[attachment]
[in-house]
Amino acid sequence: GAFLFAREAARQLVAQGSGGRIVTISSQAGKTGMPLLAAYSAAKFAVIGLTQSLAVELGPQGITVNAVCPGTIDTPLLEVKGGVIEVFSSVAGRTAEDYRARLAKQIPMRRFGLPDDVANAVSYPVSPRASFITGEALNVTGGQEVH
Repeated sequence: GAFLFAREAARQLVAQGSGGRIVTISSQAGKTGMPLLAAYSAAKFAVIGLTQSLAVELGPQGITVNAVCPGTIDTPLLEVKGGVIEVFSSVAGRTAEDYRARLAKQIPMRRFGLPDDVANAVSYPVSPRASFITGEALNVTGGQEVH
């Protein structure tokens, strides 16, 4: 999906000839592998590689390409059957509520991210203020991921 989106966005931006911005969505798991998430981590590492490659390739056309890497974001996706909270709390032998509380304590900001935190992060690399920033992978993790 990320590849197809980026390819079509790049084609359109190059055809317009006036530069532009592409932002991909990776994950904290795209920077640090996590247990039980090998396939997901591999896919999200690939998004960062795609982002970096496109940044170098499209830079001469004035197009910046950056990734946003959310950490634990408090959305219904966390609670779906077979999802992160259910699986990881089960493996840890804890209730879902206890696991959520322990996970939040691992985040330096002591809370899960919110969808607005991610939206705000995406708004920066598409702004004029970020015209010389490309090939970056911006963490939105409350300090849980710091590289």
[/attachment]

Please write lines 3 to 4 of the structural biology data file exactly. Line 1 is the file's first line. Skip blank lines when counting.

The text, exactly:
Repeated sequence: GAFLFAREAARQLVAQGSGGRIVTISSQAGKTGMPLLAAYSAAKFAVIGLTQSLAVELGPQGITVNAVCPGTIDTPLLEVKGGVIEVFSSVAGRTAEDYRARLAKQIPMRRFGLPDDVANAVSYPVSPRASFITGEALNVTGGQEVH
């Protein structure tokens, strides 16, 4: 999906000839592998590689390409059957509520991210203020991921 989106966005931006911005969505798991998430981590590492490659390739056309890497974001996706909270709390032998509380304590900001935190992060690399920033992978993790 990320590849197809980026390819079509790049084609359109190059055809317009006036530069532009592409932002991909990776994950904290795209920077640090996590247990039980090998396939997901591999896919999200690939998004960062795609982002970096496109940044170098499209830079001469004035197009910046950056990734946003959310950490634990408090959305219904966390609670779906077979999802992160259910699986990881089960493996840890804890209730879902206890696991959520322990996970939040691992985040330096002591809370899960919110969808607005991610939206705000995406708004920066598409702004004029970020015209010389490309090939970056911006963490939105409350300090849980710091590289």